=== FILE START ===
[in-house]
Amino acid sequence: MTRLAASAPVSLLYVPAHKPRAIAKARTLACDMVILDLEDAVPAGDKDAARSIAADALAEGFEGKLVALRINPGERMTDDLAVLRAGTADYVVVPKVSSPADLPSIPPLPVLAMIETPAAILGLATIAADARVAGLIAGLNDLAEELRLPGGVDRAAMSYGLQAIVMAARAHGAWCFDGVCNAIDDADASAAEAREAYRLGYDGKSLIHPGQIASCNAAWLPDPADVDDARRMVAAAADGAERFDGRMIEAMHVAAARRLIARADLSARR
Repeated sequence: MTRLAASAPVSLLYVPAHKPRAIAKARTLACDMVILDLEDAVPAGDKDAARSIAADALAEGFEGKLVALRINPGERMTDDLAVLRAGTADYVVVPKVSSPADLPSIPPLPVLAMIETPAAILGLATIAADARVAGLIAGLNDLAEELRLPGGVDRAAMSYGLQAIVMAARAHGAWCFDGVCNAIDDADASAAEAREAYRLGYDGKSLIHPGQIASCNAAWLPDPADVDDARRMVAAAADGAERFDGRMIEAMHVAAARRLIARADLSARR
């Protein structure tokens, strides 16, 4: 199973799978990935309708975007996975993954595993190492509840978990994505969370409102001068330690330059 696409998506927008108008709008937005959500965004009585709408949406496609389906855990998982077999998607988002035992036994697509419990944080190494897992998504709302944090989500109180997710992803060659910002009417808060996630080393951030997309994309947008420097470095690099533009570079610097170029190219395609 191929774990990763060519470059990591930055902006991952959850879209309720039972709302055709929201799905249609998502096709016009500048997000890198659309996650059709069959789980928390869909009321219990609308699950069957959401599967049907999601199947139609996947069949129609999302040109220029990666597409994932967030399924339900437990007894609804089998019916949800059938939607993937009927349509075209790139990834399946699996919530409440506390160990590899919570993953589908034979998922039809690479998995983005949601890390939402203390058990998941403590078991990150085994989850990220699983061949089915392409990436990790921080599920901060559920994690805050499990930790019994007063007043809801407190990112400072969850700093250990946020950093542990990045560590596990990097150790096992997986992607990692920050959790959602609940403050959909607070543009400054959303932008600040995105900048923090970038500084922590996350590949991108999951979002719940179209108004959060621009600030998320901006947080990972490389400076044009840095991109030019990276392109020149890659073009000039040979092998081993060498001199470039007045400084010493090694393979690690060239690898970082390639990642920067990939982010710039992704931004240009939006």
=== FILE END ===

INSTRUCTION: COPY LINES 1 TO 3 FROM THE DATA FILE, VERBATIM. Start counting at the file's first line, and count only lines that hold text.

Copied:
[in-house]
Amino acid sequence: MTRLAASAPVSLLYVPAHKPRAIAKARTLACDMVILDLEDAVPAGDKDAARSIAADALAEGFEGKLVALRINPGERMTDDLAVLRAGTADYVVVPKVSSPADLPSIPPLPVLAMIETPAAILGLATIAADARVAGLIAGLNDLAEELRLPGGVDRAAMSYGLQAIVMAARAHGAWCFDGVCNAIDDADASAAEAREAYRLGYDGKSLIHPGQIASCNAAWLPDPADVDDARRMVAAAADGAERFDGRMIEAMHVAAARRLIARADLSARR
Repeated sequence: MTRLAASAPVSLLYVPAHKPRAIAKARTLACDMVILDLEDAVPAGDKDAARSIAADALAEGFEGKLVALRINPGERMTDDLAVLRAGTADYVVVPKVSSPADLPSIPPLPVLAMIETPAAILGLATIAADARVAGLIAGLNDLAEELRLPGGVDRAAMSYGLQAIVMAARAHGAWCFDGVCNAIDDADASAAEAREAYRLGYDGKSLIHPGQIASCNAAWLPDPADVDDARRMVAAAADGAERFDGRMIEAMHVAAARRLIARADLSARR